Barbara Bradley Hagerty reports for NPR that the death of Jerry Falwell marks a changing of the guard. A generation gap is emerging:-
For years, Falwell, Robertson and Dobson dominated the Christian message. But now, some younger evangelicals are complaining that the old message focuses more on what Christians are against than on what they are for.
I got a sense of this at Northland church, talking with Robert Andrescik, 35. He observed that Jesus spoke far more of helping the sick and the poor than he did of sexual morality. And the people Jesus rebuked were not the sinners, but the religious leaders.
"The message there is, if we're living it, and we are compassionate ourselves, that will draw people unto God more than these vitriolic sort of attacks," he said. "If we're going to be like Christ, we have to embrace these compassion issues."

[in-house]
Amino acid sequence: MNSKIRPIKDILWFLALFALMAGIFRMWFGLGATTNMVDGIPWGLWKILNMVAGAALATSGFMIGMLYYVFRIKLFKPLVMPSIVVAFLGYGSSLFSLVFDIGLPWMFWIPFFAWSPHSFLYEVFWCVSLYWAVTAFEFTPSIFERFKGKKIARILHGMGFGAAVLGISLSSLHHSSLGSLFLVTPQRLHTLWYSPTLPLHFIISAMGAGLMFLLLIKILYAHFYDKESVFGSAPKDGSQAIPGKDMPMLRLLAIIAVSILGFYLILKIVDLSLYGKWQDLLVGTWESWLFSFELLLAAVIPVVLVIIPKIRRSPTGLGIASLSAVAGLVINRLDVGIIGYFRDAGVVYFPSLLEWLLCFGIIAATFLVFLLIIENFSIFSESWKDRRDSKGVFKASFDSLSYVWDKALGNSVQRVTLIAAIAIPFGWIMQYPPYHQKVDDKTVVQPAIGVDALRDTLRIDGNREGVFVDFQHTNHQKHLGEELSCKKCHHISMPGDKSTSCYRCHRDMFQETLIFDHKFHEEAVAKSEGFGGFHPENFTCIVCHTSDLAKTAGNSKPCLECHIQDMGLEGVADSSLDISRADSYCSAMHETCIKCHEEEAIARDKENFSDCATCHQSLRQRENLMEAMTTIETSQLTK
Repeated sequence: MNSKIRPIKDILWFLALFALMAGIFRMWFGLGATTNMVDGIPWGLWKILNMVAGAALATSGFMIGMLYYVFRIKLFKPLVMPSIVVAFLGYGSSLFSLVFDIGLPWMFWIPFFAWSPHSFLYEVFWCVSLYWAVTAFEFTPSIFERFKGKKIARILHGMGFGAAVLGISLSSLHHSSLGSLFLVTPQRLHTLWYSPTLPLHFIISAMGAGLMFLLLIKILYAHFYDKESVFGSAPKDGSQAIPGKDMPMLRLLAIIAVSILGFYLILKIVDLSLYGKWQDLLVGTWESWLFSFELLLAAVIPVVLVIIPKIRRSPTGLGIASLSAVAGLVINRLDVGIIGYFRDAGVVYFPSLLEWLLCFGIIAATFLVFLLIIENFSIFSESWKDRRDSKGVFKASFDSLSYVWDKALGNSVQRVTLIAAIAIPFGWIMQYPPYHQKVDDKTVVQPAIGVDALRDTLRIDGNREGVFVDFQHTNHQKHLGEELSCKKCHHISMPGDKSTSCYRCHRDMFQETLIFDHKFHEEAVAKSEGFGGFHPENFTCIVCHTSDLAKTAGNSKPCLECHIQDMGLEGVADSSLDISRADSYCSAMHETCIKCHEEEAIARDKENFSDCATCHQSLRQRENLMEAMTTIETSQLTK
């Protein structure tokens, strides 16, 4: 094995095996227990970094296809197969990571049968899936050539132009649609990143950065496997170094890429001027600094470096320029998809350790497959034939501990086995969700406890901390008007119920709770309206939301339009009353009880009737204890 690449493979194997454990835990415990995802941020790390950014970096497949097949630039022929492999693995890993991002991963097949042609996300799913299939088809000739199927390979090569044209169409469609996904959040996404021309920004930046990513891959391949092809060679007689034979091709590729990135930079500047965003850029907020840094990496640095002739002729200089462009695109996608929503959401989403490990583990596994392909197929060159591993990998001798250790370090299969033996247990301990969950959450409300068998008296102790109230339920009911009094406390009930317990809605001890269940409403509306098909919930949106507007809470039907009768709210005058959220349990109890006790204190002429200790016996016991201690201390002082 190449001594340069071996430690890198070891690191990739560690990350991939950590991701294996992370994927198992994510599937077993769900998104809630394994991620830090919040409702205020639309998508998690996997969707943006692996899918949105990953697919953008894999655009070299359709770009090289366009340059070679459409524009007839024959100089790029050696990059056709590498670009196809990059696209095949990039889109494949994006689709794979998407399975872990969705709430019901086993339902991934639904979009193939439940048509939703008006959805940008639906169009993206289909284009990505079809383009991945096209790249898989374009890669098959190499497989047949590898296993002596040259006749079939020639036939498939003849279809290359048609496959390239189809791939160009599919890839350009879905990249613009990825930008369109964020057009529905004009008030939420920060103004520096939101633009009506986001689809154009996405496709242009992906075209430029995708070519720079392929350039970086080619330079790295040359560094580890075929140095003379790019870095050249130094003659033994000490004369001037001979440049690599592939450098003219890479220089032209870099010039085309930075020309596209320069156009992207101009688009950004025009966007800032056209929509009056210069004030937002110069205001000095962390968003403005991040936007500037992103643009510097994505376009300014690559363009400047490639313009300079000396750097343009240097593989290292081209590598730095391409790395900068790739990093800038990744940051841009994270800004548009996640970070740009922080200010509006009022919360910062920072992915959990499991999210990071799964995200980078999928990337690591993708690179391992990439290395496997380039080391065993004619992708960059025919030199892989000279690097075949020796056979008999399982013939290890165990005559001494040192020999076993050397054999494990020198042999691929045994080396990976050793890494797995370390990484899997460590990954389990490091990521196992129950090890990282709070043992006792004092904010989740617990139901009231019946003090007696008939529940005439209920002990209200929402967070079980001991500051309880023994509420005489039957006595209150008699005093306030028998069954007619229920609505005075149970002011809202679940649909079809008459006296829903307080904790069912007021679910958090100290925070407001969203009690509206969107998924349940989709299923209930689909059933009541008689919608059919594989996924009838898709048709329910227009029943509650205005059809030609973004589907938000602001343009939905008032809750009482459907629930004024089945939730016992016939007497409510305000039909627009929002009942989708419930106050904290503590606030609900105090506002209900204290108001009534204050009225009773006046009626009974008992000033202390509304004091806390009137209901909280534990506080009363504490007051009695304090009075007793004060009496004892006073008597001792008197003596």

And of course all of this has political implications. James Dobson, one of the old guard, has declared that he will not necessarily vote in 2008 (thank you Julie for the link).
In a piece published on the conservative Web site WorldNetDaily, Dobson wrote that Giuliani's support for abortion rights and civil unions for homosexuals, as well as the former mayor's two divorces, were a deal-breaker for him.
"I cannot, and will not, vote for Rudy Giuliani in 2008. It is an irrevocable decision," he wrote.
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